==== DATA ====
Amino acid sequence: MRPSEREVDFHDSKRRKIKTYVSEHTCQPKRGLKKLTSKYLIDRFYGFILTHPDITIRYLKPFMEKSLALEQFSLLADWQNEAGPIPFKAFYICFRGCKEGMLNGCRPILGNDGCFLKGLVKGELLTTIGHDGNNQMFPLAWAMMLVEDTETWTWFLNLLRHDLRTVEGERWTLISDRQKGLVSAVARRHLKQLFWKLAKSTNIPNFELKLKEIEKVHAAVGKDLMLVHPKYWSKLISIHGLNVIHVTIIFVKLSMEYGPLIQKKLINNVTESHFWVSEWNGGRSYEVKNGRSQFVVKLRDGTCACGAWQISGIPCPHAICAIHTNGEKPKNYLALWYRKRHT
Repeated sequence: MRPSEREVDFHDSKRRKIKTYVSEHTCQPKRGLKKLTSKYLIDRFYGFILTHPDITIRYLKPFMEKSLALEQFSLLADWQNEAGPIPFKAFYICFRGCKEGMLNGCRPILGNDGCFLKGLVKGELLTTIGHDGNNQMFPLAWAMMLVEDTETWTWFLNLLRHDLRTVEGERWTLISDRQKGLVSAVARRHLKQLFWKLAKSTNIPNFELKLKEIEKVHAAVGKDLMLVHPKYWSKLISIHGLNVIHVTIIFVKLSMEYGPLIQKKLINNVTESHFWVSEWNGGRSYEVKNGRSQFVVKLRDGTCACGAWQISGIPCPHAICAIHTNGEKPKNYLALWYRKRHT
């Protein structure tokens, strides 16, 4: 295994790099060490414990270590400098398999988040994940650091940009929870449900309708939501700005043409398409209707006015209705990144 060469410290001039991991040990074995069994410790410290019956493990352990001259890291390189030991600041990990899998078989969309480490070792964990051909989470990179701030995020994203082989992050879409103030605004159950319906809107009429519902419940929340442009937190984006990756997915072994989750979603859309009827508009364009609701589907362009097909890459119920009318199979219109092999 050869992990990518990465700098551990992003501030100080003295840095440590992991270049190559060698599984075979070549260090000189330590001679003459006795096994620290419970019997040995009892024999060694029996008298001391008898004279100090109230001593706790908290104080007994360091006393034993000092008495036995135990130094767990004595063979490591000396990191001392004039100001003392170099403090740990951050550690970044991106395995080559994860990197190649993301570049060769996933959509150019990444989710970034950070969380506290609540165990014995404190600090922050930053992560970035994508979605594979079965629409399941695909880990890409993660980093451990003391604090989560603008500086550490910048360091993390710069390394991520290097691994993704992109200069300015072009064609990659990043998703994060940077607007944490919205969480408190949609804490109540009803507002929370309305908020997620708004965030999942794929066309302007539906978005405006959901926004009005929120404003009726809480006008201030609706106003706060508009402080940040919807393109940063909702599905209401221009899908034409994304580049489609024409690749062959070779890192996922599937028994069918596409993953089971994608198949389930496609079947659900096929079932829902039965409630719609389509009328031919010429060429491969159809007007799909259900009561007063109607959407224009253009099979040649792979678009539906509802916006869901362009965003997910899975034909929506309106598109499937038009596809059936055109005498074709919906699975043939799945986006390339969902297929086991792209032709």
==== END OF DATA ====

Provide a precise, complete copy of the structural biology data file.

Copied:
Amino acid sequence: MRPSEREVDFHDSKRRKIKTYVSEHTCQPKRGLKKLTSKYLIDRFYGFILTHPDITIRYLKPFMEKSLALEQFSLLADWQNEAGPIPFKAFYICFRGCKEGMLNGCRPILGNDGCFLKGLVKGELLTTIGHDGNNQMFPLAWAMMLVEDTETWTWFLNLLRHDLRTVEGERWTLISDRQKGLVSAVARRHLKQLFWKLAKSTNIPNFELKLKEIEKVHAAVGKDLMLVHPKYWSKLISIHGLNVIHVTIIFVKLSMEYGPLIQKKLINNVTESHFWVSEWNGGRSYEVKNGRSQFVVKLRDGTCACGAWQISGIPCPHAICAIHTNGEKPKNYLALWYRKRHT
Repeated sequence: MRPSEREVDFHDSKRRKIKTYVSEHTCQPKRGLKKLTSKYLIDRFYGFILTHPDITIRYLKPFMEKSLALEQFSLLADWQNEAGPIPFKAFYICFRGCKEGMLNGCRPILGNDGCFLKGLVKGELLTTIGHDGNNQMFPLAWAMMLVEDTETWTWFLNLLRHDLRTVEGERWTLISDRQKGLVSAVARRHLKQLFWKLAKSTNIPNFELKLKEIEKVHAAVGKDLMLVHPKYWSKLISIHGLNVIHVTIIFVKLSMEYGPLIQKKLINNVTESHFWVSEWNGGRSYEVKNGRSQFVVKLRDGTCACGAWQISGIPCPHAICAIHTNGEKPKNYLALWYRKRHT
């Protein structure tokens, strides 16, 4: 295994790099060490414990270590400098398999988040994940650091940009929870449900309708939501700005043409398409209707006015209705990144 060469410290001039991991040990074995069994410790410290019956493990352990001259890291390189030991600041990990899998078989969309480490070792964990051909989470990179701030995020994203082989992050879409103030605004159950319906809107009429519902419940929340442009937190984006990756997915072994989750979603859309009827508009364009609701589907362009097909890459119920009318199979219109092999 050869992990990518990465700098551990992003501030100080003295840095440590992991270049190559060698599984075979070549260090000189330590001679003459006795096994620290419970019997040995009892024999060694029996008298001391008898004279100090109230001593706790908290104080007994360091006393034993000092008495036995135990130094767990004595063979490591000396990191001392004039100001003392170099403090740990951050550690970044991106395995080559994860990197190649993301570049060769996933959509150019990444989710970034950070969380506290609540165990014995404190600090922050930053992560970035994508979605594979079965629409399941695909880990890409993660980093451990003391604090989560603008500086550490910048360091993390710069390394991520290097691994993704992109200069300015072009064609990659990043998703994060940077607007944490919205969480408190949609804490109540009803507002929370309305908020997620708004965030999942794929066309302007539906978005405006959901926004009005929120404003009726809480006008201030609706106003706060508009402080940040919807393109940063909702599905209401221009899908034409994304580049489609024409690749062959070779890192996922599937028994069918596409993953089971994608198949389930496609079947659900096929079932829902039965409630719609389509009328031919010429060429491969159809007007799909259900009561007063109607959407224009253009099979040649792979678009539906509802916006869901362009965003997910899975034909929506309106598109499937038009596809059936055109005498074709919906699975043939799945986006390339969902297929086991792209032709």